SCENA Theatre presents  Hedda Gabler, the timeless classic of love and enuii, written by Henrik Ibsen and translated by Brian Friel.

Washington, DC — December 1, 2011 — The Directors of SCENA Theatre announce the second production of their 24th season, Hedda Gabler by the renowned Henrik Ibsen. SCENA will use Irish playwright Brian Friel's translation,  which premiered at the Gate Theatre, Dublin in September 2008. The show will be directed by SCENA's Artistic Director Robert McNamara.  


$10 previews for Hedda Gabler will take place on January 7, 8, 10 & 11 (curtain is at 8 pm, except for the Sunday Jan. 8 preview, which starts at 3 pm). Opening night is Thursday, January 12, 2012 at 8 pm (also Press Night), featuring a wine and cheese reception afterwards. Members of the press: kindly RSVP to to attend press night (or an alternate performance if there is a conflict). 

This Ibsen classic about love and ennui features a controversial female protagonist. Hedda returns from a long honeymoon consumed by anxiety and regret. She is bored by her academic husband and fears a life of tedious convention. Aided and abetted by her predatory cohort, Judge Brack, Hedda manipulates the fates of those around her with devastating and tragic consequences. 

SCENA is re-setting Hedda Gabler in 1938 Norway—a tenuous period in Europe fraught with fear. Here, the drama  is placed in the historical context of the looming death and destruction of World War II, where tradition is about to give way to a new form of brutality. "Hedda and her friend Eilert Lovborg discuss themes of 'ubermensch' (superman) that dominated the times. The act of 'will to power' is accentuated in the text—which parallels Hitler's mission to control people", says McNamara. This domestic tragedy also acts as an operatic background of Wagnerian dimensions with its echo of a dance of death, or 'Totentanz'." 

Ibsen's place in modern drama is without parallel. He was a visionary, a harbinger of the modern dilemma who helped create modern theatre. His plays such as A Doll's House, Peer Gynt, and Hedda Gabler set the tone for much of what happens on today's stages. And, by employing Irishman Friel's 2008 translation, SCENA highlights these modern aspects of the play as well as celebrates another great international playwright.

Official Run:  January 12 – January 29: Thurs – Sat  at 8 pm + Sat & Sun at 3 pm


1365 H Street NE

Washington, DC 20002

Press: Email:

Phone: 571-216-5136  OR

Click: on Press link (at left) for Photos

Price: $16 - $40 

Tickets: Click on Tickets link at left or

Reserve by Phone 703-683-2824.

Parking: Valet Parking is available at the Rock n Roll Hotel (1353 H St., a few doors from the Playhouse). If driving, side-street parking is suggested (Maryland Ave, 10th–12th Streets, etc.). Also, the X2 Metrobus runs down H Street. Visit for schedules.

Deals: Nonprofit Nights” – $20 tickets for all staff at nonprofits & associations (except Thur. June 9 & Sat. June 25). Please present business cards for discount. 

Student Specials” – $16 tickets for all Students (except Thur. June 9 & Sat. June 25). Please show student IDs for discount. 

Cast & Crew: The cast of Hedda Gabler includes accomplished Washington actors such as Kerry Waters, Lee Ordeman, Rena Cherry Brown, Mary Suib, Eric Lucas, Danielle Davy, and Jim Jorgensen. Understudies include SCENA veterans Anne Nottage and Sissel Bakken, as well as Sun King Davis. The Design team is Michael C. Stepowany (Set), Megan Holeva (Costumes), Andrew Griffith (Lights), Erik Trester (Sound), Amy Kellett (Stage Manager), Sun King Davis (Assistant Director), and Katie Cihal (Stage Manager).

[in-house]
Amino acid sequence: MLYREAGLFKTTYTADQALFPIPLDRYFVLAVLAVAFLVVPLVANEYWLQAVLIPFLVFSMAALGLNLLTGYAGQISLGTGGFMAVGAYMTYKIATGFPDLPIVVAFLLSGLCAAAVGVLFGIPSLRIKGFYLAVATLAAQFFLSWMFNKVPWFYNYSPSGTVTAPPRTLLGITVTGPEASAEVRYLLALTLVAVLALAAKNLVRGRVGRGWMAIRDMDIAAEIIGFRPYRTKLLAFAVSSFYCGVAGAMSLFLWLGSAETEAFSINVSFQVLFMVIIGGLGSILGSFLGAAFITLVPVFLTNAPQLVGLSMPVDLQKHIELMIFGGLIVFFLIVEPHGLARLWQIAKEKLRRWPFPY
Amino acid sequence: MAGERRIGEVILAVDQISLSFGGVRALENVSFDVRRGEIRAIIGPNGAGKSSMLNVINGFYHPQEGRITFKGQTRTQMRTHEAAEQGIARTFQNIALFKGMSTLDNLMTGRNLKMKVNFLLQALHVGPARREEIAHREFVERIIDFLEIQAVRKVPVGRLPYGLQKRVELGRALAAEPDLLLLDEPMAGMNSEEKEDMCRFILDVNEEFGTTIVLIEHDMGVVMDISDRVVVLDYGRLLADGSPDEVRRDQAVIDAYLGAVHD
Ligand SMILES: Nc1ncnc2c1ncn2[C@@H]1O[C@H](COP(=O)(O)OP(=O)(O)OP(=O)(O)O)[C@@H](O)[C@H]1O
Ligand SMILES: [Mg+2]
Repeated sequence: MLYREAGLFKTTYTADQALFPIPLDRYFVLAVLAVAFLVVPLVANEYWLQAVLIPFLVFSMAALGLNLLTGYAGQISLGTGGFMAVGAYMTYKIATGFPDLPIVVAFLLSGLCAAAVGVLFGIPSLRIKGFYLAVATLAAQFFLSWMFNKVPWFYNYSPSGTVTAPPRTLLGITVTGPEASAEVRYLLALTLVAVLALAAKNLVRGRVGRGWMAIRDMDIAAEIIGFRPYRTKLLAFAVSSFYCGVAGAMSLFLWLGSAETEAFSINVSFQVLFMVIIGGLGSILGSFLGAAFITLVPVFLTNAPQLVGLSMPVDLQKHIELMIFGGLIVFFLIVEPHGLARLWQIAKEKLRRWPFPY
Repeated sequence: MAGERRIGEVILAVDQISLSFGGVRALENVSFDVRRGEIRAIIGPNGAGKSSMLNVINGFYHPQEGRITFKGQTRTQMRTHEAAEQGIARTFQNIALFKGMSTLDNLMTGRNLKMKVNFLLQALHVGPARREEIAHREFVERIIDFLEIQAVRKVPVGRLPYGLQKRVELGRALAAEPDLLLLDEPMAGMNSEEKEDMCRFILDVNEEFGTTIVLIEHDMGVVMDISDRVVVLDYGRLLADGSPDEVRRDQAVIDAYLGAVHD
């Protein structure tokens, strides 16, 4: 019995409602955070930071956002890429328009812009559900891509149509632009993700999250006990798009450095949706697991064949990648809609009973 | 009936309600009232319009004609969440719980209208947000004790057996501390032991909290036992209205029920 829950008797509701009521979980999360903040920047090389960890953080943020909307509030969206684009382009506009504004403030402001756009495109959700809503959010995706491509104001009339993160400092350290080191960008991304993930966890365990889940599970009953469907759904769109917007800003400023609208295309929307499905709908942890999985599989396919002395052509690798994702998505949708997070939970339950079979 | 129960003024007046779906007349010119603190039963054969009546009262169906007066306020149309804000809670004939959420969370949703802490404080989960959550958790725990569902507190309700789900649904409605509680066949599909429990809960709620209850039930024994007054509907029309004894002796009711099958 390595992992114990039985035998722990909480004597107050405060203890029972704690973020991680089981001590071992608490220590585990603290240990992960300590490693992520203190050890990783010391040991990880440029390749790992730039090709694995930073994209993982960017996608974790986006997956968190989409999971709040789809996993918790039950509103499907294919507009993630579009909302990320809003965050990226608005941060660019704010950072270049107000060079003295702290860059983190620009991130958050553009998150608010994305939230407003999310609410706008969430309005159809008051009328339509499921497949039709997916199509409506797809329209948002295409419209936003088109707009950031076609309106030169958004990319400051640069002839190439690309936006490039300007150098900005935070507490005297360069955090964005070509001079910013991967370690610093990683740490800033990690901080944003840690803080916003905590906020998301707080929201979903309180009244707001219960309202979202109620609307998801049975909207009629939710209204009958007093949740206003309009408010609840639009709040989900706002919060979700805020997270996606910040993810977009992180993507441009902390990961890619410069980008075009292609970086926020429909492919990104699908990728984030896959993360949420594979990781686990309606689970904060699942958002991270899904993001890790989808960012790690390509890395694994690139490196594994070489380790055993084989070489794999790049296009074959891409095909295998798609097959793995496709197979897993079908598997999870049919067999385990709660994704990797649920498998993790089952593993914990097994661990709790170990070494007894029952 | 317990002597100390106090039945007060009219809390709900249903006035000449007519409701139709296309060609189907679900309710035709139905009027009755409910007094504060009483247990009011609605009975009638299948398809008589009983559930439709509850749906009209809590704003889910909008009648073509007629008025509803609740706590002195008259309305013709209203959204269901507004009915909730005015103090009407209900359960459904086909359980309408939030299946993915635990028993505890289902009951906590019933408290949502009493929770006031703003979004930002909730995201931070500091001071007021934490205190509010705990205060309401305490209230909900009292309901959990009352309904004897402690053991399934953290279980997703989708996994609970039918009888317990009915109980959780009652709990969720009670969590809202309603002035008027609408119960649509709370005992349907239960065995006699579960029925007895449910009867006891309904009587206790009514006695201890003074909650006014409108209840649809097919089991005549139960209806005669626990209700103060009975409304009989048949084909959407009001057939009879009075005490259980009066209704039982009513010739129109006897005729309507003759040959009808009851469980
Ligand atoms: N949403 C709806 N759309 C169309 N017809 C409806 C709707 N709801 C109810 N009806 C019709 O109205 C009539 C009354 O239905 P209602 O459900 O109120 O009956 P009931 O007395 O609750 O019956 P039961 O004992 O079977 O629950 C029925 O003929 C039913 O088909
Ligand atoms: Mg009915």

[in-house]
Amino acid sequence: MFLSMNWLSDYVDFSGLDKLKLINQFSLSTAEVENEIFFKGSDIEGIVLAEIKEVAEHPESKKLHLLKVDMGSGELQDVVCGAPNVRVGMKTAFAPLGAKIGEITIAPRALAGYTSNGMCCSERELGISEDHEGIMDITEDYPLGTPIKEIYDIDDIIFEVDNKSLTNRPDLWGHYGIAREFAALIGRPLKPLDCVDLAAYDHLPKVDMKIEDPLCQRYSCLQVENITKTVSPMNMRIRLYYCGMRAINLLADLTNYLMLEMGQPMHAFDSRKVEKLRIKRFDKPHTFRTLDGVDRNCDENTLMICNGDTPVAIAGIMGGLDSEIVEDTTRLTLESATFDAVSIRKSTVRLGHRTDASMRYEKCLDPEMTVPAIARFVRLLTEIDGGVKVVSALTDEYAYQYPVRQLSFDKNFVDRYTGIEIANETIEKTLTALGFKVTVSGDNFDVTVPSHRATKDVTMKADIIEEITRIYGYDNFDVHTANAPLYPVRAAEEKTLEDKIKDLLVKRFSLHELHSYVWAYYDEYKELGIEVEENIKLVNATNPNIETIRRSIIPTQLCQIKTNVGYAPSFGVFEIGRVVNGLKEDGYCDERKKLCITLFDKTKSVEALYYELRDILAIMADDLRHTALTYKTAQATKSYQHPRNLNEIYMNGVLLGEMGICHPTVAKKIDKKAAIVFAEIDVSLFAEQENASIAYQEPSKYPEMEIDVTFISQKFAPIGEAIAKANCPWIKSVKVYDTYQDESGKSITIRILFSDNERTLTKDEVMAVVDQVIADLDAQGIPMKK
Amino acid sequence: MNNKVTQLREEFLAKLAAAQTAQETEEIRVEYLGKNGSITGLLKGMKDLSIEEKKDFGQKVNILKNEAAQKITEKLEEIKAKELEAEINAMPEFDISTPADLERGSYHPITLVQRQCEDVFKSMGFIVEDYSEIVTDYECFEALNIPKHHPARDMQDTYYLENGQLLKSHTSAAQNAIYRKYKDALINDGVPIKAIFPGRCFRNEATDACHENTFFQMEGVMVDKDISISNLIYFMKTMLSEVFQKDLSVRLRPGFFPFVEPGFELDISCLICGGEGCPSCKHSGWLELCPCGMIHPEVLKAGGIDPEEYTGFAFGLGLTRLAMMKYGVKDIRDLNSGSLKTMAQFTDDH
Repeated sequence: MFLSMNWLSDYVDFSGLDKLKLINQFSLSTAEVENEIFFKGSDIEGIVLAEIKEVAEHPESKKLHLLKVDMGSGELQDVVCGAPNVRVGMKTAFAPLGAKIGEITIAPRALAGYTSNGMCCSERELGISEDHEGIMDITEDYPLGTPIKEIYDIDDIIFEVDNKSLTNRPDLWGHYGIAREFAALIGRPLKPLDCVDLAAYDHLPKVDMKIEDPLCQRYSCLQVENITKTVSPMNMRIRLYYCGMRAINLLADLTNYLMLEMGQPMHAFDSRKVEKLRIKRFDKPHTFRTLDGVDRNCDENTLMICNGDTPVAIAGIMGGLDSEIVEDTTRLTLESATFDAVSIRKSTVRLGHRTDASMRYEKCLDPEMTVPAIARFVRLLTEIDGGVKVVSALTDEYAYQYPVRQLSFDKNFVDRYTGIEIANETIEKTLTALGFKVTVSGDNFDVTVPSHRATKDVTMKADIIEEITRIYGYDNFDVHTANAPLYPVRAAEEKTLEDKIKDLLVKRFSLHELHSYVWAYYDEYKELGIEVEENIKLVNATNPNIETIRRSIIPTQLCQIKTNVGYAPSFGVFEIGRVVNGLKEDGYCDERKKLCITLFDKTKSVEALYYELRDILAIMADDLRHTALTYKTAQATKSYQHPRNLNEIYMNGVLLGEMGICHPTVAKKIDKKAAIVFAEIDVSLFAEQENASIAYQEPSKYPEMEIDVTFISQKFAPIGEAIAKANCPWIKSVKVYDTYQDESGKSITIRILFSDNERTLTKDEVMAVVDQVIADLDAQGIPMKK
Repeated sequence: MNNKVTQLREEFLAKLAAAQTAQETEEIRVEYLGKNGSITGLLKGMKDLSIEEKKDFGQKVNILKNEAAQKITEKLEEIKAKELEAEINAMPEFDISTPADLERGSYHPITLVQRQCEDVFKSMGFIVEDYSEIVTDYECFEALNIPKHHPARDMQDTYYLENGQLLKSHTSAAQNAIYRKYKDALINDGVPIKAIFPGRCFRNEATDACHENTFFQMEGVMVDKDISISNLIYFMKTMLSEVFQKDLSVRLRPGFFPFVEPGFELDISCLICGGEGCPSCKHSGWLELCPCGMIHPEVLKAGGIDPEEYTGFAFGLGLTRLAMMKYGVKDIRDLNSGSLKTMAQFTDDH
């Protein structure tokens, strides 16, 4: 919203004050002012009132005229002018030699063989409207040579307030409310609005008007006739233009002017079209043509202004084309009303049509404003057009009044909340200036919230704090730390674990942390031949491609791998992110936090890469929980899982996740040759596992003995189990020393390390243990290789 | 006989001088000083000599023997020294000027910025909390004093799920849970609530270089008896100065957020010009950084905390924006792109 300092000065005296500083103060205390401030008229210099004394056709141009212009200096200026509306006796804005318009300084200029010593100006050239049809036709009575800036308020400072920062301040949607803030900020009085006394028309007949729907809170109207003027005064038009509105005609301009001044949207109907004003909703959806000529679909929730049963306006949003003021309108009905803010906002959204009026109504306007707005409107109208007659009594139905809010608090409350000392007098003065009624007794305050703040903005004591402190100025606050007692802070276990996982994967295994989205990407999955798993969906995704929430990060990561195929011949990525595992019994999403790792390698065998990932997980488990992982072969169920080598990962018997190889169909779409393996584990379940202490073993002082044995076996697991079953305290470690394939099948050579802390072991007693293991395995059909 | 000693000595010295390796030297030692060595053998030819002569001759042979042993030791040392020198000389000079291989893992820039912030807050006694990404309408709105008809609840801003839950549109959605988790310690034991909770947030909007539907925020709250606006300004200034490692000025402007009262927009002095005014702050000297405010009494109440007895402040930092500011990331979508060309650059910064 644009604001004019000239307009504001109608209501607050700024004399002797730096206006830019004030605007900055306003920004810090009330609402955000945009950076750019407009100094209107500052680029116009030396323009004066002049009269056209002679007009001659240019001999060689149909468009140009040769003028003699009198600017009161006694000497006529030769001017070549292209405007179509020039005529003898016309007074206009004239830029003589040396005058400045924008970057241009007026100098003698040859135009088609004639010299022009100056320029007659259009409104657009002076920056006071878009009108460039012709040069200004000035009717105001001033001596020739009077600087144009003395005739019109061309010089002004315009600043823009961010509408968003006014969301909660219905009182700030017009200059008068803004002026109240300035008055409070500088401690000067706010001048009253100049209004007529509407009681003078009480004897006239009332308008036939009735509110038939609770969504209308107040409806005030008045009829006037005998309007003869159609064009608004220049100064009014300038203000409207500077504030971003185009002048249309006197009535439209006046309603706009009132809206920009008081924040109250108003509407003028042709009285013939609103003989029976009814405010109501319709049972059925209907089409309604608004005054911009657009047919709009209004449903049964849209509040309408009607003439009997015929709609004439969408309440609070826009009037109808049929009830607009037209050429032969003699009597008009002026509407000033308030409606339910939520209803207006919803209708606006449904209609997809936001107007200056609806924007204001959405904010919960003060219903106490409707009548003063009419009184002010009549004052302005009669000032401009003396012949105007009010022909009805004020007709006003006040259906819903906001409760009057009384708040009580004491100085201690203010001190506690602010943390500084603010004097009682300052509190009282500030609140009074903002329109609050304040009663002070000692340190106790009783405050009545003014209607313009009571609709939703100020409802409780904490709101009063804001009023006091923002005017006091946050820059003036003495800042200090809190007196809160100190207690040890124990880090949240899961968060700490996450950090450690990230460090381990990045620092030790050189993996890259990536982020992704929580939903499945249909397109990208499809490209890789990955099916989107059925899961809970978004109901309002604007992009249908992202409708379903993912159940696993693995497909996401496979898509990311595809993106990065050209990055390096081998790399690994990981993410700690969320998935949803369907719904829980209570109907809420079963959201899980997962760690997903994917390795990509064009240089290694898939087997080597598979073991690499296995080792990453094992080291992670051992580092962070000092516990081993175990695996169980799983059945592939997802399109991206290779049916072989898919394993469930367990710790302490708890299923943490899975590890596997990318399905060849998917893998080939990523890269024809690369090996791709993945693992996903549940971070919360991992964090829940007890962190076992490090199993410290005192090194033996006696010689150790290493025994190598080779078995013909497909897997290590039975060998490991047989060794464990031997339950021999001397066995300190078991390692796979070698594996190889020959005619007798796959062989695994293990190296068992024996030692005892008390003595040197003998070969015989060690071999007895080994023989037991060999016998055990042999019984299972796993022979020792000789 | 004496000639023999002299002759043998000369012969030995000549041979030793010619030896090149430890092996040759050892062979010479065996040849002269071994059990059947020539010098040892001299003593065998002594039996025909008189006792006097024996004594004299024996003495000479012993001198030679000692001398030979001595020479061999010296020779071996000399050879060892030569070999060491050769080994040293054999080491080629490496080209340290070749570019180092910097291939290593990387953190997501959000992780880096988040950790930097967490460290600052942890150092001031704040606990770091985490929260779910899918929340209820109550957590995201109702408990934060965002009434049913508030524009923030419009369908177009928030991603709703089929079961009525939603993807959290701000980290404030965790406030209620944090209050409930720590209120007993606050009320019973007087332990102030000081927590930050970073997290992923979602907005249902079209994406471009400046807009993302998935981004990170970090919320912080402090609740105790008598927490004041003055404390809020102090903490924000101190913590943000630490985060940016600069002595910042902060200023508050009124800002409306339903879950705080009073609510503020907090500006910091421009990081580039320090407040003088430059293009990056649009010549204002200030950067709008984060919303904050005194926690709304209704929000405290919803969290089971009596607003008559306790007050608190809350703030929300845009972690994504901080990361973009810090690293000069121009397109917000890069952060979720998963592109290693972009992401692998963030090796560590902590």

Henrik Ibsen was a Norwegian poet and playwright. He was a great influence on the modern theatre and tempered naturalism with an understanding of social responsibility and individual psychology. His earliest major plays, Brand (1866) and Peer Gynt (1867), were large-scale verse dramas, but with Pillars of the Community (1877) he began to explore contemporary
issues. There followed A Doll's House (1879), Ghosts (1881), and An Enemy of the People  (1882).  A richer understanding of the complexity of human impulses marks such later works as The Wild Duck (1885), Rosmersholm (1886), Hedda Gabler (1890), and The Master Builder  (1892), while the imminence of mortality overshadows his last great plays, John Gabriel Borkman
  (1896) and When We Dead Awaken (1899).
Brian Friel was born in Omagh, County Tyrone in 1929 and is an Irish dramatist, author, and director of the Field Day Theatre Company. Friel received his B.A., became a Math teacher, and later took leave in 1960 to pursue a career as writer, living off his savings. He was appointed to Seanad Eireann (Senate of Ireland) in 1987 and served until 1989. Friel's 70th birthday was celebrated in Dublin with the Friel Festival, during which 10 of his plays were staged or presented as dramatic readings throughout Dublin. In 2008, The Queen’s University of Belfast built a new theatre complex and research center named The Brian Friel Theatre and Centre for Theatre Research. For his 80th birthday, the Gate Theatre staged a few of his plays for several weeks, and the Abbey Theatre threw him a birthday celebration. His plays include Philadelphia, Here I Come!, Translations, Faith Healer, Making History, and Dancing at Lughnasa. He is hailed by many in the English-speaking world as an “Irish Chekhov”. 

SCENA Theatre brings the best international theatre to Washington, DC and to stimulates cultural exchange between theatre artists, locally and worldwide. Founded in 1987 under the leadership of Artistic Director Robert McNamara and Managing Director Amy Schmidt, SCENA produces an annual season of plays, seasonally staged readings, as well as a Workshop Series aimed at developing new works from around the globe. To learn more about our mission or past stage productions, please call 703-684-7990.